Secret world of Swanbank B
SWANBANK B power station closed this year after 40 years of operation, leaving a large powerhouse vacant and specialist equipment and tools lying idle.
However, many of the station's gems haven't been left to gather dust.
Giant spanners, turbines, scale models and a host of other relics from the coal-fired station are now on show to the public at the Ipswich Community Gallery.
Having worked at Swanbank B from day one to its closure on May 24, 2012, Warren Martens can also be considered part of the furniture.
Fittingly, Mr Martens will be one of the station workers on hand to provide information to gallery visitors.
The Stanwell employee said much had changed in the industry since he started working at Swanbank in 1966.
"At Swanbank B it could be dirty and hot, but if you obeyed the rules you wouldn't get hurt," Mr Martens said.
"People used to see smoke coming from the station until about 1994, when filters were put in and there was relatively no visible smoke.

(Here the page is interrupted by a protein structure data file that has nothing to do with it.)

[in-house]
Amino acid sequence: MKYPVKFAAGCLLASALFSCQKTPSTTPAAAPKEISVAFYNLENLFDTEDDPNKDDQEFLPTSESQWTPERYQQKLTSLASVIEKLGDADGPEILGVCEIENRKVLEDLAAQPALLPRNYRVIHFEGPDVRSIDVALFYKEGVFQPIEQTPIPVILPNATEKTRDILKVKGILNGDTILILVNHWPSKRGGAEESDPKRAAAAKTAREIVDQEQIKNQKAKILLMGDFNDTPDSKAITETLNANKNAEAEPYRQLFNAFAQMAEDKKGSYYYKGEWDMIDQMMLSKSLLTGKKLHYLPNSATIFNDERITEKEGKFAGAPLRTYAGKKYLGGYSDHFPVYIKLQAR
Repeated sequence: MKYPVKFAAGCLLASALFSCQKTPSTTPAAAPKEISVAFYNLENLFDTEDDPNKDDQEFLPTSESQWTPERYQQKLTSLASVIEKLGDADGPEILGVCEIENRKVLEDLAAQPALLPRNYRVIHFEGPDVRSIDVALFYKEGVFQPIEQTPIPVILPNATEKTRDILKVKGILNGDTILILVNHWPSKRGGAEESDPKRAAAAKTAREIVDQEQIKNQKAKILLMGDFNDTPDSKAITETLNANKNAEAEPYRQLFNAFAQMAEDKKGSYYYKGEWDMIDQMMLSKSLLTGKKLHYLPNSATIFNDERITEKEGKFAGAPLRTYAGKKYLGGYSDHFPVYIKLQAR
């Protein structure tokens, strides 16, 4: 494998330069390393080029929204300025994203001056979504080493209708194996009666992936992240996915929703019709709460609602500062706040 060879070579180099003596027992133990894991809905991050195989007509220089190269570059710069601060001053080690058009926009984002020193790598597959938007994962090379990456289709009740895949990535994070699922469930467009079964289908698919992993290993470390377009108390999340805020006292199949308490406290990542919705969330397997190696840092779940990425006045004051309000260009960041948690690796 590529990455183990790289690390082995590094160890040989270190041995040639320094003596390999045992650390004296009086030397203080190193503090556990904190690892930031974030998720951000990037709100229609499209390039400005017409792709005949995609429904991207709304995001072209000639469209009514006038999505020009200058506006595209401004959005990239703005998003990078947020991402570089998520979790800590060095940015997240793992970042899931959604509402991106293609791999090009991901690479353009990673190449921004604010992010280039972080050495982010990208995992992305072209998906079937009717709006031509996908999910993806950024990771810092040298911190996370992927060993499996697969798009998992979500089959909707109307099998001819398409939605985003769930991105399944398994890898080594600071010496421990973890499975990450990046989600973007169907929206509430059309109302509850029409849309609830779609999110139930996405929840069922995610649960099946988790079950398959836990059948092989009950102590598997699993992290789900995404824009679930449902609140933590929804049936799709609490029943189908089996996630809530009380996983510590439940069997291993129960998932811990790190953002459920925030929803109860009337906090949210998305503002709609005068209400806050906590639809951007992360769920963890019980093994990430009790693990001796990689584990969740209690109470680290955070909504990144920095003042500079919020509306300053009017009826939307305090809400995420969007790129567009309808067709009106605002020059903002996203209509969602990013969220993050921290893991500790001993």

"Now, Swanbank E is here and it's much cleaner - it puts out about one-third of the carbon dioxide and because it's dual source, it doubles the output."
Mr Martens said he was looking forward to giving adults and children alike an insight into the power industry.
"Not many people know how a power station works, and we have a fantastic schematic here that shows how Swanbank B worked, from delivery of the coal to the output," he said.
Mr Martens said the show let community and employees to say goodbye to Swanbank B.
Stanwell community relations officer Natalie Bain said the company was proud to present the show.
"We did research in the community perception of Swanbank and found there was a lot of sentimentality and nostalgia around the plant," she said.
"We thought this would be a good way of sharing stories and information about Swanbank.
Swanbank B: A Proud Ipswich Powerhouse will be open to the public from 10am to 4pm daily until next Sunday.
Entry to the d'Arcy Doyle Pl gallery is free.